Fr. Charles Cummings from Holy Trinity Abbey, Utah, has been serving as chaplain to our nuns at Our Lady of the Angels monastery in Crozet, Virginia. That’s a few miles outside of Charlottesville. During this past week, Fr. Charles went, as he has annually, to the Medieval Congress hosted by Western Michigan University, Kalamazoo, Michigan. He participated in the Cistercian Studies section, one of the few Cistercians who can still be present at the gathering. There used be a noticeable Cistercian presence at the Institute but ageing and shrinking numbers in our communities mean that fewer monks or nuns are available to attend as we maintain essential jobs in our monasteries.
This year was the Fiftieth Annual Medieval Congress, observed in 550 sessions and bringing together some 3,000 scholars and medievalists of all stripes, including performers. The bulk of the Congress is the presentation of scholarly papers extending from themes in the Arthurian legends to medieval theology, monastic history or spirituality, or even medieval influences on Shakespeare’s writing. As you can imagine there can be a lively exchanges of views and heart-felt differences of opinion. Further enlivening the meeting are performances to inform and entertain: musical performances, this year honoring Hildegard of Bingen both as a composer and as an inspiration for modern compositions. There were dramatic readings of the Morte D’Arthur, Much Ado about Nothing, and Tolkien’s translation of Beowulf, published just last year. There was even a re-enactment of a 15th century judicial duel in full (and accurate armor); I’ll refrain from waxing ironic because I’m envious. When I was a young art-history student participating in the Museum Education department of the Metropolitan Museum, my biggest thrill was visiting the armor workshop. I had the chance to don a fourteenth century coat of mail and a fifteenth century helmet (you can barely see out of it, once the visor is closed). It’s an unforgettable experience but, at my age, I wouldn’t want to attempt the exertion required for a duel dressed like that.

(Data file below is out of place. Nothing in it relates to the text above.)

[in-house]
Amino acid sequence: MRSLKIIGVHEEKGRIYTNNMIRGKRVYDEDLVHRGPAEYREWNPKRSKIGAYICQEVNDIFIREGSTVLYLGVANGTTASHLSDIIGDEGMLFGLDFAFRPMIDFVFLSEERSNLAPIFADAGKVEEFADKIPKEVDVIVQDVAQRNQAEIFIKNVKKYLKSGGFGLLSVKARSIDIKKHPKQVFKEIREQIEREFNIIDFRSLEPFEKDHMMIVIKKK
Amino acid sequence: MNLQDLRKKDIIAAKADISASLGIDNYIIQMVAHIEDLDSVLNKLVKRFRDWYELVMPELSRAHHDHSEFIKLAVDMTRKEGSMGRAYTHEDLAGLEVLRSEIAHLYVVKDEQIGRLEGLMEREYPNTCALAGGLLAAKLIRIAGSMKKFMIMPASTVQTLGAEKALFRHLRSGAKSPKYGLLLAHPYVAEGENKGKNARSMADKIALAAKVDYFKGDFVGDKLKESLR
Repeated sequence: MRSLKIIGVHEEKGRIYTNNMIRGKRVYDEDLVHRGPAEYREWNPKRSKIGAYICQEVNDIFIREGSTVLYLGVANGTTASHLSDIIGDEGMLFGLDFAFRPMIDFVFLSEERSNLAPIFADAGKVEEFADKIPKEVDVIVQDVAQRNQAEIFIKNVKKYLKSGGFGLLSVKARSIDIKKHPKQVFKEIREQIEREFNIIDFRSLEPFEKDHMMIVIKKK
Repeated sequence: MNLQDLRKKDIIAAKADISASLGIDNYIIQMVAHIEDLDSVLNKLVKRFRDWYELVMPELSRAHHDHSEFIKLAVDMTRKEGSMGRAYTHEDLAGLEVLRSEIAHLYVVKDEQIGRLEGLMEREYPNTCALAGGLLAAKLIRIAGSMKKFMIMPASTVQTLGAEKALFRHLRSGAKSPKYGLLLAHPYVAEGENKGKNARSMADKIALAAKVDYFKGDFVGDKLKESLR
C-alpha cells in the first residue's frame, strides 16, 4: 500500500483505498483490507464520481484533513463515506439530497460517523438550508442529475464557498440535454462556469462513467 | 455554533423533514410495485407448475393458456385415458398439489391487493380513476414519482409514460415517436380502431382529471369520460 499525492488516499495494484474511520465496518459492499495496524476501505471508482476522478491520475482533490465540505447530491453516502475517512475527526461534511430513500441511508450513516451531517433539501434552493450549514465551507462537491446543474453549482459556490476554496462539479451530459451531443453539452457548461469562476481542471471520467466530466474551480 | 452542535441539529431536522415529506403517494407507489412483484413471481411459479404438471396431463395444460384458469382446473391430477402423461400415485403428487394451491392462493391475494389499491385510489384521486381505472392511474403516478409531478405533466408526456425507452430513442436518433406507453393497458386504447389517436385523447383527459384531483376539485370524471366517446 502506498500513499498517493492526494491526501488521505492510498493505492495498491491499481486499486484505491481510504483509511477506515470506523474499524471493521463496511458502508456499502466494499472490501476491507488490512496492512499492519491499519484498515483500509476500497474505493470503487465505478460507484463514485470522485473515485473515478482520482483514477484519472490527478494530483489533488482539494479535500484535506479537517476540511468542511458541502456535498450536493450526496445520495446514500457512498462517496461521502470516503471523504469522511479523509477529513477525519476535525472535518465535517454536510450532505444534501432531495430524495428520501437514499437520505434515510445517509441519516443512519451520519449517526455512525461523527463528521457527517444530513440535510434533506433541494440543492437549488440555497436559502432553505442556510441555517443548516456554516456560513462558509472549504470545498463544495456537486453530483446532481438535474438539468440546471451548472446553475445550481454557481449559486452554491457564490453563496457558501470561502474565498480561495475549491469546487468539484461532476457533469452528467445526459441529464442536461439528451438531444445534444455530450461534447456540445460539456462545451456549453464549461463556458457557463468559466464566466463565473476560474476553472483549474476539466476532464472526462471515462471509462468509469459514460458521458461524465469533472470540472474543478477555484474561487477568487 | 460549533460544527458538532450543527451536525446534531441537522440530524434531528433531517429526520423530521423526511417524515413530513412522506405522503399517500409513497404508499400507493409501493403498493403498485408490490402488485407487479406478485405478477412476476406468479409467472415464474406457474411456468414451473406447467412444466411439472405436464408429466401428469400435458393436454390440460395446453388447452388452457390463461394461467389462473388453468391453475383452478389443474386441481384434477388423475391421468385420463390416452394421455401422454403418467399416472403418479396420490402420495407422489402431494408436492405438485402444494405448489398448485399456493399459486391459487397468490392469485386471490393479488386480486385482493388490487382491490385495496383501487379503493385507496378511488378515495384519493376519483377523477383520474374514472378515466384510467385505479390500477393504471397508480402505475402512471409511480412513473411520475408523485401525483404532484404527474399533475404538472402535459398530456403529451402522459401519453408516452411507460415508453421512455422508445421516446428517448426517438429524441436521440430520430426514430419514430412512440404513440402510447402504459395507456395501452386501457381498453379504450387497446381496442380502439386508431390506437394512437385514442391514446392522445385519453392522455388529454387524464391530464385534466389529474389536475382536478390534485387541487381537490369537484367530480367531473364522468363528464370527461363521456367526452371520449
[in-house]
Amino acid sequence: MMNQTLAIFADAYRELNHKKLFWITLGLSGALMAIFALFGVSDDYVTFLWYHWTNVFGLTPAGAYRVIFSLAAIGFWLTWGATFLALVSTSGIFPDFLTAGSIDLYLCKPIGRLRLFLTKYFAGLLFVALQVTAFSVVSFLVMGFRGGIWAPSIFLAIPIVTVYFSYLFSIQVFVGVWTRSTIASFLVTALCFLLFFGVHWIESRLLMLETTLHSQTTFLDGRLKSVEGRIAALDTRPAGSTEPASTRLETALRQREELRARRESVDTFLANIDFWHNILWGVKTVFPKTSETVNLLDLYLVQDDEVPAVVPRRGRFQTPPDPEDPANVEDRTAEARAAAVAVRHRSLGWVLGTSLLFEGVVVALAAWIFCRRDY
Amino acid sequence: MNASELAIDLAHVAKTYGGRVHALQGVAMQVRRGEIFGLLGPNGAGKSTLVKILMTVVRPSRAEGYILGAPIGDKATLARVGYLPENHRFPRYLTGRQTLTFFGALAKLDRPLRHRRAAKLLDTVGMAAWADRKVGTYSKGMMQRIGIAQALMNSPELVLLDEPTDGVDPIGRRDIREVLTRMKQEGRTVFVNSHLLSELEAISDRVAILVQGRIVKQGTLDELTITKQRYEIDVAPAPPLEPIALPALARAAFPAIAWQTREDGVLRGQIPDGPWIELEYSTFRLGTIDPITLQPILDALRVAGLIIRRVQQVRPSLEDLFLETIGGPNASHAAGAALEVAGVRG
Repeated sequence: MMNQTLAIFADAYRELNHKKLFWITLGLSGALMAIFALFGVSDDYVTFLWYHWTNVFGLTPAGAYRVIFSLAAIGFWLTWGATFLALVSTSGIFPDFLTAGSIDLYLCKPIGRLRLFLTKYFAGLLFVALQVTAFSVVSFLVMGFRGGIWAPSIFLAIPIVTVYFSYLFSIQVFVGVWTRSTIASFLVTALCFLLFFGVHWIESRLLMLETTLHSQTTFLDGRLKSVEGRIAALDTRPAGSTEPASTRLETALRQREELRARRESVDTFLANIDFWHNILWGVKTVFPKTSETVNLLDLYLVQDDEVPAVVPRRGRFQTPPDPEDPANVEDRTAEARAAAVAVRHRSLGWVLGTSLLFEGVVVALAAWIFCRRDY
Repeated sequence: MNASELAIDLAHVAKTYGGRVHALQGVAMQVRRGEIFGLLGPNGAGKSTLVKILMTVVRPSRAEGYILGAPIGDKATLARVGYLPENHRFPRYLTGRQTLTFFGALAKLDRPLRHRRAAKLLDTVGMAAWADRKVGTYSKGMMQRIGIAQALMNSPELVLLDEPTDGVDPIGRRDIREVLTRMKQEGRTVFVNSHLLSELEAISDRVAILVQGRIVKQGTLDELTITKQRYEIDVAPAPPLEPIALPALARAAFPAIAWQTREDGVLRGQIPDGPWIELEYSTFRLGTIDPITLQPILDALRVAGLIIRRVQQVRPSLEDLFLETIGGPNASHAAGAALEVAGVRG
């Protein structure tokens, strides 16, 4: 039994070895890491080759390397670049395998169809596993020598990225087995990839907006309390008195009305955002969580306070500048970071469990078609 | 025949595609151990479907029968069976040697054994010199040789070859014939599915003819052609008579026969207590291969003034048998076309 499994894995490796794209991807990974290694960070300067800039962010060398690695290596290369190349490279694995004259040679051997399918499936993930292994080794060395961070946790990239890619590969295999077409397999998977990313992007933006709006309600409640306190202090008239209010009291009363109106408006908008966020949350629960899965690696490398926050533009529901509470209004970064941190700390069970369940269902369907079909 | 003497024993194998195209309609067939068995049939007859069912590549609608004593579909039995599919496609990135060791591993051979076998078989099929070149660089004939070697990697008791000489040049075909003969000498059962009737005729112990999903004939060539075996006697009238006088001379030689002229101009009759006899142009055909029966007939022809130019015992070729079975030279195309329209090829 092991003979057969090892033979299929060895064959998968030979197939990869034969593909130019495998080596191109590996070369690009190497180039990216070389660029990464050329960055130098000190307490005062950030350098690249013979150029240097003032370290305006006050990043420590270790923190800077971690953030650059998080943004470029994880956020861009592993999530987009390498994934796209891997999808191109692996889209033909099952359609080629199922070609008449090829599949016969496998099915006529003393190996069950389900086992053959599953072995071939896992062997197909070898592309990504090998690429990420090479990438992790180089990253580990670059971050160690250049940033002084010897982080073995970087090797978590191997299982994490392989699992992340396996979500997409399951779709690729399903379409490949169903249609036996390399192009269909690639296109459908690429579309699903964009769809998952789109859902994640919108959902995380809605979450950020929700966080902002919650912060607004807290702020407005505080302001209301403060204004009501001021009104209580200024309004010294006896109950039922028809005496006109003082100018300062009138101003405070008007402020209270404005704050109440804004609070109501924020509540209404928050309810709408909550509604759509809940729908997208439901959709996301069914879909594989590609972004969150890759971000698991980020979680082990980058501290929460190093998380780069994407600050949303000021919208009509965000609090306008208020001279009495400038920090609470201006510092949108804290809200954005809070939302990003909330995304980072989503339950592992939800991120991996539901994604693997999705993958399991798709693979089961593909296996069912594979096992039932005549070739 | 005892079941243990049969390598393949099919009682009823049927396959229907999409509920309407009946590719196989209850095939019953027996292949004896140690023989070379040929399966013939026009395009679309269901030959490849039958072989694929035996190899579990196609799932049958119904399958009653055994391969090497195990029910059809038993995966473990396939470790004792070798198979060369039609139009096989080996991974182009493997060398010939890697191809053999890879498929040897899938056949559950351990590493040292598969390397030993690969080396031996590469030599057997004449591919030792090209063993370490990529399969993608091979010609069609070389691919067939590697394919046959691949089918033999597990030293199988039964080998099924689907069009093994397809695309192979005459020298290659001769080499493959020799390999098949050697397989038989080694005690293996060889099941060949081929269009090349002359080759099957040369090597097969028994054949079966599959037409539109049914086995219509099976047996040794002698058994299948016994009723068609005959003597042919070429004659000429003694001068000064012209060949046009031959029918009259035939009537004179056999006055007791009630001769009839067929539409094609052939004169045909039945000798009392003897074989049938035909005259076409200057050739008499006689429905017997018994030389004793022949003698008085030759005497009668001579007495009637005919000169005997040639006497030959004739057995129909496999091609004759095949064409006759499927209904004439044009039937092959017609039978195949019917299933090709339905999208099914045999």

While Fr. Charles was away, the sisters needed a chaplain and I had the opportunity to visit. I hadn’t been there for a long time. The community is comprised of thirteen sisters and Sr. Myriam will move on from the Novitiate and profess her first (“simple” or temporary) vows on Trinity Sunday at the end of this month. While I was there, Mother Marion, the Prioress or Superior of the community, gave me a tour of the construction site where their permanent church is being built. Anyone who has ever visited Our Lady of the Angels will be aware of how intimate their chapel is with three cramped rows of pews for guests facing a miniscule sanctuary and adjacent monastic choir. In the muggy summer, comfort is minimal.
One does not have to go as far as the monastery itself to realize that the slope in front of their buildings has been extended considerably; this will support the future parking area for visitors. During every work day, truck loads of earth are constantly brought to the site from another location “down the road”, as it was described to me, where excavation was under way for another building project. The ground floor level, a core of concrete block construction, has already risen to full height. This level will support the nuns choir, sanctuary and guests’ chapel above. The ground level will provide ample library space for the sisters so shelves upon shelves of books will no longer line the hallways, the chapter room and part of a barn. Perpendicular to the library is space for a hospitality center for visiting groups to gather, a portress’ lodge and shop for the sisters’ cheese and a parlor. Enough has been completed (despite a late start last fall and an uncooperative winter) to envision the addition. On completion, the exterior will be surfaced in brick.
At the present moment, Sr. Kathy Ulrich, the community’s Novice Director, is keeping a discerning eye on the progress and daily challenges of construction. She’s a conscientious liaison between the sisters and contractors. Last Saturday, she, Mother Marion and the dogs–Amber and Jesse (James)–were diverted by the drone photographing the progress from above. The drone resembles a flying spider and has the subtlety of a Cuisinart hard at work. When the dogs got over that novelty, old Amber, supposedly suffering from arthritis, enjoyed raising clouds of dust as she raced about or joined Jesse in a muddy, tadpole filled pond at the foot of the slope, a by-product of construction.